Coverart for item
The Resource Antimony, gold, and Jupiter's wolf : how the elements were named, Peter Wothers

Antimony, gold, and Jupiter's wolf : how the elements were named, Peter Wothers

Label
Antimony, gold, and Jupiter's wolf : how the elements were named
Title
Antimony, gold, and Jupiter's wolf
Title remainder
how the elements were named
Statement of responsibility
Peter Wothers
Title variation
Antimony, gold, and Jupiters wolf
Title variation remainder
how the elements were named
Creator
Author
Subject
Language
eng
Summary
The iconic Periodic Table of the Elements is probably in its most satisfactory, elegant form it will ever have. This is because all the 'gaps' corresponding to missing elements in the seventh row, or period, have recently been filled and the elements named. But where do these names come from? For some (usually the most recent), the origins are quite obvious, such as germanium or californium, but for others - even the well-known elements, such as oxygen or nitrogen - their roots are less clear. here, Peter Wothers explores the fascinating and often surprising stories behind how the chemical elements received their names. Delving back in time to explore the history and gradual development of chemistry, he sifts through medieval manuscripts for clues to the stories surrounding the discovery of the elements, showing how they were first encountered or created, and how they were used in everyday lives. As he reveals, the oldest-known elements were often associated with astronomical bodies, and the connections with the heavens influenced the naming of a number of elements. Following this, a number of elements, including hydrogen and oxygen, were named during the great reform of chemistry, set amidst the French revolution. Whilst some of the origins of the names were controversial (and, indeed incorrect - some saying, for instance, that oxygen might be literally taken to mean 'the son of a vinegar merchant'), they have nonetheless influenced the language used throughout the world to this very day. Throughout, Wothers delights in dusting off the original sources, and bringing to light the astonishing, the unusual, and the downright weird origins behind the names of the elements we take for granted today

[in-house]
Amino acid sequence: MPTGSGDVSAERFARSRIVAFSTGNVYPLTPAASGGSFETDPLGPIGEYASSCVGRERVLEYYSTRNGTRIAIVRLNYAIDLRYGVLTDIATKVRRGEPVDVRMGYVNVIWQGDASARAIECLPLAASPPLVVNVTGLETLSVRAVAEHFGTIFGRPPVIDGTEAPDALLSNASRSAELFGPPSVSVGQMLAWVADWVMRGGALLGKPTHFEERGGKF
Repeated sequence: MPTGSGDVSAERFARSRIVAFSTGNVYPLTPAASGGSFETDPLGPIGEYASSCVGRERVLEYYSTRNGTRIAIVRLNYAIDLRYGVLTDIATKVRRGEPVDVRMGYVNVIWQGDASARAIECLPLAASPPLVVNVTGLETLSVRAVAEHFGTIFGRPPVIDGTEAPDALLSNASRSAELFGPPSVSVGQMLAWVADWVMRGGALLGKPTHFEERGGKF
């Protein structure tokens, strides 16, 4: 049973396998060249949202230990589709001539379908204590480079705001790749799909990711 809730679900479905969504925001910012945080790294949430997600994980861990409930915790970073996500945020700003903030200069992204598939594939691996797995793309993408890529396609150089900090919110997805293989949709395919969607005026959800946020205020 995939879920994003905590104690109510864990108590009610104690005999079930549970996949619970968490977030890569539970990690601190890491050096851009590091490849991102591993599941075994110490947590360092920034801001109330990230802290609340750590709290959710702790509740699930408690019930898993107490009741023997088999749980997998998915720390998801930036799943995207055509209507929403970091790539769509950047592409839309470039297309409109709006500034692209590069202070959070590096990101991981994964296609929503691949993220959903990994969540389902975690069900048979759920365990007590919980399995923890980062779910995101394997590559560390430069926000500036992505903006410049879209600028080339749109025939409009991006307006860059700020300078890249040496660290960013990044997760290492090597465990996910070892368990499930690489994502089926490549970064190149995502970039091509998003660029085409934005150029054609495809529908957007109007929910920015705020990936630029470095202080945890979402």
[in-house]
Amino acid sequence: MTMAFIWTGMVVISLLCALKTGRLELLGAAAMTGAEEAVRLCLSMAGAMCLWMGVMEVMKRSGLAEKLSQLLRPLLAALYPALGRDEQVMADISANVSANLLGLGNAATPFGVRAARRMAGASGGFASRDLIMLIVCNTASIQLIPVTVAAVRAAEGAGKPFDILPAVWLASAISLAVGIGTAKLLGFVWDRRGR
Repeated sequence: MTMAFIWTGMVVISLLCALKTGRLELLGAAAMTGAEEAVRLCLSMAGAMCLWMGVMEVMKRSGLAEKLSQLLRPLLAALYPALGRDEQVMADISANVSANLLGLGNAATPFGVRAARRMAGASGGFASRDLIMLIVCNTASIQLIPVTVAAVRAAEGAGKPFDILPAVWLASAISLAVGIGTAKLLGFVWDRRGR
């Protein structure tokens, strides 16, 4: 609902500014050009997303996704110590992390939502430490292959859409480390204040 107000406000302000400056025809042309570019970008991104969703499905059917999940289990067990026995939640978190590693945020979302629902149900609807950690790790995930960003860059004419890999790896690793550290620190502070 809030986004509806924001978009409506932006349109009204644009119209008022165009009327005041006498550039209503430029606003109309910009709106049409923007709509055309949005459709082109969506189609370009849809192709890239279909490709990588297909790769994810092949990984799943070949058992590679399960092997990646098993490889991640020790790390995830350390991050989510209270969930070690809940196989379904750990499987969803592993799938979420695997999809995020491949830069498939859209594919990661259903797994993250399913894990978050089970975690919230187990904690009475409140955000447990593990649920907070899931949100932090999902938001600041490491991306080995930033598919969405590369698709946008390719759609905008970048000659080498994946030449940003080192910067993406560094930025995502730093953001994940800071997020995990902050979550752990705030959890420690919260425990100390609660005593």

Writing style
http://library.link/vocab/ext/novelist/bookUI
10846986
Cataloging source
YDX
http://library.link/vocab/creatorName
Wothers, Peter
Dewey number
546/.8
Illustrations
illustrations
Index
index present
LC call number
QD467
LC item number
.W684 2019
Literary form
non fiction
Nature of contents
bibliography
http://library.link/vocab/resourcePreferred
True
http://library.link/vocab/subjectName
  • Chemical elements
  • Periodic table of the elements
http://bibfra.me/vocab/lite/titleRemainder
how the elements were named
Label
Antimony, gold, and Jupiter's wolf : how the elements were named, Peter Wothers
Instantiates
Publication
Copyright
Bibliography note
Includes bibliographical references (pages 253-265) and index
Carrier category
volume
Carrier category code
  • nc
Carrier MARC source
rdacarrier
Content category
  • text
  • still image
Content type code
  • txt
  • sti
Content type MARC source
  • rdacontent
  • rdacontent
Contents
Heavenly bodies -- Goblins and demons -- Fire and brimstone -- 'H two O' to 'O two H' -- Of ashes and alkalis -- Loadstones and earths -- The salt makers -- From under the nose -- Unstable endings
Control code
on1085699234
Dimensions
24 cm
Edition
First edition.
Extent
xiv, 273 pages
Isbn
9780199652723
Lccn
2019945159
Media category
unmediated
Media MARC source
rdamedia
Media type code
  • n
Other physical details
illustrations (black and white)
System control number
(OCoLC)1085699234
Label
Antimony, gold, and Jupiter's wolf : how the elements were named, Peter Wothers
Publication
Copyright
Bibliography note
Includes bibliographical references (pages 253-265) and index
Carrier category
volume
Carrier category code
  • nc
Carrier MARC source
rdacarrier
Content category
  • text
  • still image
Content type code
  • txt
  • sti
Content type MARC source
  • rdacontent
  • rdacontent
Contents
Heavenly bodies -- Goblins and demons -- Fire and brimstone -- 'H two O' to 'O two H' -- Of ashes and alkalis -- Loadstones and earths -- The salt makers -- From under the nose -- Unstable endings
Control code
on1085699234
Dimensions
24 cm
Edition
First edition.
Extent
xiv, 273 pages
Isbn
9780199652723
Lccn
2019945159
Media category
unmediated
Media MARC source
rdamedia
Media type code
  • n
Other physical details
illustrations (black and white)
System control number
(OCoLC)1085699234

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